Posted by AnswerLab Research on Oct 15, 2021 9:12:00 AM

At AnswerLab, our team is constantly looking across our clients to keep an eye on what’s trending and evolving when it comes to research needs, from methodological focuses to bigger topics and priorities. As you start to build your roadmap for next year, we wanted to share some of the trends and questions we’re seeing in the research field right now. Consider how your team is preparing to address these topics and how you might build them into your research plans:

1. A renewed focus on privacy, privacy, privacy

Privacy and safety weren’t heavily considered issues even just 3 years ago. Until just recently, most brands were publishing wordy privacy statements, sending them out to their customers, and calling it a day. Time and time again, we hear from participants that they rarely take the time to read companies’ security, privacy policies, or terms and conditions. This often leaves a bad impression on your customers as it can feel as though brands are intentionally trying to mislead them. 

Privacy issues have been coming up more and more due to data breaches and news reports on how companies across industries are using your data. And as this becomes more top of mind for customers, brands need to respond accordingly. Many of our clients are now conducting regular research on privacy concerns to understand how they can improve this experience for customers. Ensure you’re putting the right amount of focus on communicating trust and security across your products and services.

2. Connecting with users through diary studies

Over the course of the last two years, we’ve honed and refined our remote research methods. While exploratory research was often conducted in-person to give researchers a glimpse into the participant’s experience in context, we’ve all had to make do with remote swaps. For the most part, remote research is here to stay, and while it has its drawbacks, it also enables you to reach a diverse group of participants beyond a geographic boundary.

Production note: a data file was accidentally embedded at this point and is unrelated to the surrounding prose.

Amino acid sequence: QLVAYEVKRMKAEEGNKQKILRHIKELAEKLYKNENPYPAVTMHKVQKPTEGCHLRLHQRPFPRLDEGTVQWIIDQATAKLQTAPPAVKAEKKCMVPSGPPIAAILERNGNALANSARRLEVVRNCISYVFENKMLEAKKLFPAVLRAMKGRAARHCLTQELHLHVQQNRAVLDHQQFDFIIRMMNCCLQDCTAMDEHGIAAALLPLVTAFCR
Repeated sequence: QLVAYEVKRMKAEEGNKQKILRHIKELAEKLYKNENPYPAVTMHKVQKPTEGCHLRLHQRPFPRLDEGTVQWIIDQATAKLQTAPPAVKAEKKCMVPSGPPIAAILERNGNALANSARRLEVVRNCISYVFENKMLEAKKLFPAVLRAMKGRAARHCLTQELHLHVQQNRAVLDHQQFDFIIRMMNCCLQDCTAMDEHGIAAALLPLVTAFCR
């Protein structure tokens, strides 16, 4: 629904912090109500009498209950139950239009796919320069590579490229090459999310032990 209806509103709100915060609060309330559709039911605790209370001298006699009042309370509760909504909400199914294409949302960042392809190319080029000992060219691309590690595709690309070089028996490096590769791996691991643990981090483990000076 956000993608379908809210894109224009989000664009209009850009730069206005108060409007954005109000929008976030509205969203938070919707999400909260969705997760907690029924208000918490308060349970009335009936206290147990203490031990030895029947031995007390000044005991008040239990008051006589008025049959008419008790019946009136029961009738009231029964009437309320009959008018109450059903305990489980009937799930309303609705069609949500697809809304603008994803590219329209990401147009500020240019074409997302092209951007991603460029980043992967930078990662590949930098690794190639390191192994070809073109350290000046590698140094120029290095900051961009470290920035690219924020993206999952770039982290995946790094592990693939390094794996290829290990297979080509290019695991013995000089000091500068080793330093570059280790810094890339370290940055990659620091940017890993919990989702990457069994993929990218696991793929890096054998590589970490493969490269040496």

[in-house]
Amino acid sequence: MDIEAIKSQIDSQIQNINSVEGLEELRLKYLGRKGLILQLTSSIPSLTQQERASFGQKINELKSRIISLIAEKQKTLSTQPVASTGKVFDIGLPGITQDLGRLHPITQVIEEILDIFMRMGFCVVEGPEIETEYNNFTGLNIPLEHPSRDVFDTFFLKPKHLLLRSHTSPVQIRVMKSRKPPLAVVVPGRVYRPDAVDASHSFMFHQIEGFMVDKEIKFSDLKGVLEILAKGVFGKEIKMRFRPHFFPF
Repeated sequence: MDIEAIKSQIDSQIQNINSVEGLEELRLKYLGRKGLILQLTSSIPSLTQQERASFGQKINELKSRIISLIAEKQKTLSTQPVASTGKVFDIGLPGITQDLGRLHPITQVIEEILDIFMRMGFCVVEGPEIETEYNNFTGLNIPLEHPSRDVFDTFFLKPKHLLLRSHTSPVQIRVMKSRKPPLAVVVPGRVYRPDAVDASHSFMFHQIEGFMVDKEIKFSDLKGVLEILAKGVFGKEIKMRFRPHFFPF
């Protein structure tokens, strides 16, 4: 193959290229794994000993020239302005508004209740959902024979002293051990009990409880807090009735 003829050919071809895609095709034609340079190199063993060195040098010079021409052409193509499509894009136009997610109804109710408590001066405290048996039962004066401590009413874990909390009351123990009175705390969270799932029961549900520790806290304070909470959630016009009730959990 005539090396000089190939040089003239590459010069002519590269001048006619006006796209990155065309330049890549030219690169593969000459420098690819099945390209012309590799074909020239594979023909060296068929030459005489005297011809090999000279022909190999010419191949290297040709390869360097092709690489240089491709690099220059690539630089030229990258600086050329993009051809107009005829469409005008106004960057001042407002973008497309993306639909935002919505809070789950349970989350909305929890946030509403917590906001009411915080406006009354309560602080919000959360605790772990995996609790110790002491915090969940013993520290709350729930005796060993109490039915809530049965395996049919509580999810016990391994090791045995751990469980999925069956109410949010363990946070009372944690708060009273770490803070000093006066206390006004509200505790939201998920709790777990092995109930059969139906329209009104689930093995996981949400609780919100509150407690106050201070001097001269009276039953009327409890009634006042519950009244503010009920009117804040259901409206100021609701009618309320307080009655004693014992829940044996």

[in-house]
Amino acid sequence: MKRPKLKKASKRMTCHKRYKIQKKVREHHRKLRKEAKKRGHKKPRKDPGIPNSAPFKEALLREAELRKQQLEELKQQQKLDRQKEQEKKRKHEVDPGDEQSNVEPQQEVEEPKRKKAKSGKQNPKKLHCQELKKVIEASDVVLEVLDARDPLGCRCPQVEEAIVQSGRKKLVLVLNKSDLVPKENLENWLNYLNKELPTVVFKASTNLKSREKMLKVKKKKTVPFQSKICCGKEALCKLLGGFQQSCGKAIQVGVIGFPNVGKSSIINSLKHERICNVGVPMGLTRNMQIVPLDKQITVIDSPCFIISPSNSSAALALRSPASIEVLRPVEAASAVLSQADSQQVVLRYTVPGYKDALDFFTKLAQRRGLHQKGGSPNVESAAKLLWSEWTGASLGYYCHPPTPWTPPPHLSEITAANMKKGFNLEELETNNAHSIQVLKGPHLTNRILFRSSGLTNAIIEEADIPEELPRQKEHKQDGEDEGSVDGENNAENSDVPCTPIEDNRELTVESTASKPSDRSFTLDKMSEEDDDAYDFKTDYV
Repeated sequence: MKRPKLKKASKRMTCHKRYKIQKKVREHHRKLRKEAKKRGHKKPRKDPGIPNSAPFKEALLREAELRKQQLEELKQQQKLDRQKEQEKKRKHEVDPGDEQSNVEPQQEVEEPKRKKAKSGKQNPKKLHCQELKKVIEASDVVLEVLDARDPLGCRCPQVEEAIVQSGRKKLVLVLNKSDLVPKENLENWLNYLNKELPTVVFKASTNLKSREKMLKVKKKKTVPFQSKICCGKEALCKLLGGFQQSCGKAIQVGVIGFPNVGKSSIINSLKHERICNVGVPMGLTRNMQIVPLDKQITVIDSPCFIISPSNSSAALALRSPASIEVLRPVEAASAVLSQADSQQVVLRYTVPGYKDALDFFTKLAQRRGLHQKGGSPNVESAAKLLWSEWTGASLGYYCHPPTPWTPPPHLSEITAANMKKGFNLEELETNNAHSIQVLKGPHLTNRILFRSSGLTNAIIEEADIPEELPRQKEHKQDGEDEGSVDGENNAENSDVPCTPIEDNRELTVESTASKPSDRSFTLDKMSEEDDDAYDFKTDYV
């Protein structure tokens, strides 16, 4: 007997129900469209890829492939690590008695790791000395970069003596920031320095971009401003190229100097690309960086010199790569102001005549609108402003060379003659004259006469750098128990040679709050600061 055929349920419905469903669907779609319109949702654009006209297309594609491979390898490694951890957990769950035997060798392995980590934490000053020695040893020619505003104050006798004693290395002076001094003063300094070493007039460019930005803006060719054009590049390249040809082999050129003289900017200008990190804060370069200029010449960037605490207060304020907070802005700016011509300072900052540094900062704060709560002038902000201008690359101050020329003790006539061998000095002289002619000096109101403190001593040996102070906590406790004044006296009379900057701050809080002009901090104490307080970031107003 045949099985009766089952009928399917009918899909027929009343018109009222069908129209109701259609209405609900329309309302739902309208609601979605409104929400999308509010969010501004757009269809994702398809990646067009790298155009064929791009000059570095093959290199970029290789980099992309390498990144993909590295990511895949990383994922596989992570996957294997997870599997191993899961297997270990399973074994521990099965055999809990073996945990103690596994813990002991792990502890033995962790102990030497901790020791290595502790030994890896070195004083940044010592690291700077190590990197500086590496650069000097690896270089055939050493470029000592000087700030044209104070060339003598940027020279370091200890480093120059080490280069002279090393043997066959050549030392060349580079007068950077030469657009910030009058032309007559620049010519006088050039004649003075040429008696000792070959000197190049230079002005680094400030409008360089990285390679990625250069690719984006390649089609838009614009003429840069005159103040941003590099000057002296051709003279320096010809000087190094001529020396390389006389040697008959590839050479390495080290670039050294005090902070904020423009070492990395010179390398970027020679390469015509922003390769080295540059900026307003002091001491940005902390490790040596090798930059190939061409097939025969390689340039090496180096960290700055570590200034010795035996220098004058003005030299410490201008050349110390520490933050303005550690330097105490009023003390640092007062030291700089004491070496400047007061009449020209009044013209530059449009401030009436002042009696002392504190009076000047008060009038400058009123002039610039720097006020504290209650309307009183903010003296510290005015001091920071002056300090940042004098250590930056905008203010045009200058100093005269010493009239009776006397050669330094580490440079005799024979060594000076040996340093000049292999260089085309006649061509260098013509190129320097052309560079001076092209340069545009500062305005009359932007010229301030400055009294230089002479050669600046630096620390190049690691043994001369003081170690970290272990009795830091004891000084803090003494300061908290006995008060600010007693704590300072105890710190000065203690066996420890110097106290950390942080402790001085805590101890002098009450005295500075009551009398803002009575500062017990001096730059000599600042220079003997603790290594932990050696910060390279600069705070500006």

Without in-person and in-home ethnographic research, diary studies are a great way to connect more closely with participants. We’re seeing many more requests for diary studies across clients to get those deep insights in real-time in their real environments without requiring us to be physically there with them.

There are a number of ways to utilize diary studies in remote settings, including:

    1. Diary studies can be used to dig into big picture questions with prompts for your customers to answer from their own environment over a period of time. 
    2. You might also include a diary study prior to one-on-one conversations to help get the conversation moving. As a moderator, you can type responses to their entries to build some rapport and familiarity ahead of time. 
    3. When you really want to get to know your users, we recommend a three-pronged approach: a survey to learn more about who is or isn’t using your product or service, a diary study to assess how, when, and where your service comes into play, and last, in-depth interviews to explore the why behind these choices.

Ask yourself if diary studies might be able to help or build on your research plans for next year. You might discover it’s the perfect method for digging deeper.

3. Artificial intelligence and machine learning are under scrutiny